While I am not asking you to go off and write a three-part epic poem about your time at Trinitas, I do have three specific tasks for you this evening. These are not tasks of my devising; these are the tasks which your education, as we’ve described it tonight, demands of you. So, listen closely. First, you must continue to seek your God. Your classical and Christ-centered education has compelled you to look for Him, to ask what He is like, to search Him out in every nook and cranny of reality. Your teachers have worked tirelessly to put this on display for you. At times, we have failed. But we have always endeavored to demonstrate that pursuit to which we are commending you. Hopefully, we have also succeeded. You have seen God revealed in the pages of His Word; you have caught glimpses of Him in the pages of Augustine, of Dante, of Tolstoy, of Tolkien. Now, even though copies of Augustine, Dante, Tolstoy, or Tolkien may not be in front of you every day, your obligation to seek God does not disappear. You cannot be a Jonah. You may not be a Jonah. You may not cover your eyes and ears and turn away from Him. To deny the God whom you all know to be your Creator, whose image you all know that you bear, to seek out anything other than Him, is to betray Him. You may not be a Jonah, and above all, you may not be a Judas.
Second, you must remember the good wisdom of the ages. In studying the history of the world, in studying the developments of politics, literature, science, theology, art, music, and mathematics, you have received countless real-life examples of how humans have sought after God—and how they have rebelled against Him. You have studied the vices of Achilles, of Nebuchadnezzar, of King Xerxes, of Nero, of Dante’s many enflamed interlocutors, of Chesterton’s madman; you have witnessed the virtue of Hector, of Daniel, of Leonidas, of Constantine, of the heavenly saints, of Santiago. Examine yourself in the looking-glass of the Great Ideas. You know how righteous kings and queens ought to live. You have seen the habits they form, you have prayed the prayers that they pray, you have read the things that they read. Now you must go and do what they do.
Your third task is, in great part, a confluence of the previous two, and the apostle John expressed it perfectly in I John 4:1, which we read together this year: “Ἀγαπητοί, μὴ παντὶ πνεύματι πιστεύετε ἀλλὰ δοκιμάζετε τὰ πνεύματα εἰ ἐκ τοῦ θεοῦ ἐστιν, ὅτι πολλοὶ ψευδοπροφῆται ἐξεληλύθασιν εἰς τὸν κόσμον. Beloved, do not believe every spirit, but test the spirits, whether they are of God; because many false prophets have gone out into the world” (NKJV). You must test the spirits. Our fallen, sinful world is rife with false prophets. They may appear as renowned politicians, as popular celebrities, as famous authors, as attractive ideologies, as passionate professors, as viral social media trends, and sometimes even as friends. They will appear delightful and eye-catching; they will ask if you want to live deliciously; they will promise you that you will not surely die. But you must put them to the test. You have been taught how to recognize the handiwork of your God. You have seen how He has made Himself known through the actions of His people in history. And now, you must put that knowledge to work—actively. Hold every spirit up to the True Light and examine it fervently. You cannot make excuses. You cannot let your guard down. You cannot be swept away by their charms. You must push back against the sinful spirits. You must seek out those that are from God. You must carry forward only those things which are good and beautiful and true.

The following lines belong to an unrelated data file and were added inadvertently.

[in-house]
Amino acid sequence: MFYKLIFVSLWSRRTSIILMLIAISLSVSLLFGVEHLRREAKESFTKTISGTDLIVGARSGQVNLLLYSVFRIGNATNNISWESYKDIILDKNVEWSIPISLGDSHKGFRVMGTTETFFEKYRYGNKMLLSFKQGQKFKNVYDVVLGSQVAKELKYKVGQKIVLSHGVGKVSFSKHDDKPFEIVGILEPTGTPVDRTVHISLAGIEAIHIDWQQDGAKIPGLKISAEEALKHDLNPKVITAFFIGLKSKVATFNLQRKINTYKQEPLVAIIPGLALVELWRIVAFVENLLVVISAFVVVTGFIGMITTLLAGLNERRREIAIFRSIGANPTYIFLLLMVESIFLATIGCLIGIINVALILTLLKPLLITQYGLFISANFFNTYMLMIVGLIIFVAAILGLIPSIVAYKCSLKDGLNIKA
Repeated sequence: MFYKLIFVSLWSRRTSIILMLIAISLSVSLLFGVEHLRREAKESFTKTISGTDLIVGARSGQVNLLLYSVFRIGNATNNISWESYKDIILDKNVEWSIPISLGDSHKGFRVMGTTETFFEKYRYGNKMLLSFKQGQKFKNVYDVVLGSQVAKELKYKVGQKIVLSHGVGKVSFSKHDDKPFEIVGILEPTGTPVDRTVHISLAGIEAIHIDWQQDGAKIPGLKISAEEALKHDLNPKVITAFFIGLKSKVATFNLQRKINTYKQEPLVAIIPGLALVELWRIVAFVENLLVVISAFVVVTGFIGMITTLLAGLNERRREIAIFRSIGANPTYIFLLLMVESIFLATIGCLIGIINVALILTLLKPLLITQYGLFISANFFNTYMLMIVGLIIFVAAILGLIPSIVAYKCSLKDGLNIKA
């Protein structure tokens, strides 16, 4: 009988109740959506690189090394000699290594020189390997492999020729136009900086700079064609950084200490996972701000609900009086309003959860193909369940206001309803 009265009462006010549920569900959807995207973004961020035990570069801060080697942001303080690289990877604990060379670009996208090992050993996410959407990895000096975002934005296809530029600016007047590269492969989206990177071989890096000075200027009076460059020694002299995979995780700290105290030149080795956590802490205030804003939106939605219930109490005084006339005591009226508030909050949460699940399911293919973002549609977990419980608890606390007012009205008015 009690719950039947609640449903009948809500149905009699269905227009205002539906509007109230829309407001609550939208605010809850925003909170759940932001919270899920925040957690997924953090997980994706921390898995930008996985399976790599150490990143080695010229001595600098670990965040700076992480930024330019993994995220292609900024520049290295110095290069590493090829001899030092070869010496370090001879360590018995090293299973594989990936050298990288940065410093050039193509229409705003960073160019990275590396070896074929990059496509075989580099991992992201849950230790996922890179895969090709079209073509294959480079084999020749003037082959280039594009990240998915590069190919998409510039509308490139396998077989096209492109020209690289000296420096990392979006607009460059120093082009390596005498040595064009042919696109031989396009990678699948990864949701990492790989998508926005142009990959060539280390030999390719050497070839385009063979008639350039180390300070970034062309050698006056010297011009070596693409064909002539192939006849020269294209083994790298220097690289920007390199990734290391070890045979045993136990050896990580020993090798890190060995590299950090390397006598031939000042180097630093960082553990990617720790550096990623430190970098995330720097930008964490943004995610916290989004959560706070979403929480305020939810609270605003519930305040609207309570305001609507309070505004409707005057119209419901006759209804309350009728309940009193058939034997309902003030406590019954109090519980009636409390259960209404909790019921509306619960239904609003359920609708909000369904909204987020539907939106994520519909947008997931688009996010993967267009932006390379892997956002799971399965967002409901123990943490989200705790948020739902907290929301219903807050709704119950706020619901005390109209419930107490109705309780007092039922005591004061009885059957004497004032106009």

A classical and Christ-centered education demands much of its students. It has demanded much of you and will continue to do so for the rest of your life. It demands that you forget yourself, not as a gesture of false humility, but so that you may participate in something far greater than yourself. It demands that you decrease, so that something unimaginably greater than you, may increase. It demands that you give up the prevailing notion of the zeitgeist that your life is a solo theatrical performance, where “you do you.” Instead, it demands that you seek out whatever role you were designed to play in the grand cosmological drama of history—no matter how small—and you play it to the best of your ability. It demands that you always seek out your God, that you always remember the wisdom of those who have walked before you, and that you always test the spirits you encounter. This is what your education asks of you; this is what your teachers have asked of you; this is what your families ask of you; and ultimately this is what your God asks of you. “Let this mind be in you which was also in Christ Jesus.” This is what you were created for; this is what you have been prepared for; and now, it is up to you to bear well the image of God. It is my fervent prayer that you do, so that one day, along with the Pilgrim, you may say: “My desire and will were moved already—like a wheel revolving uniformly—by the Love that moves the sun and the other stars.” Thank you.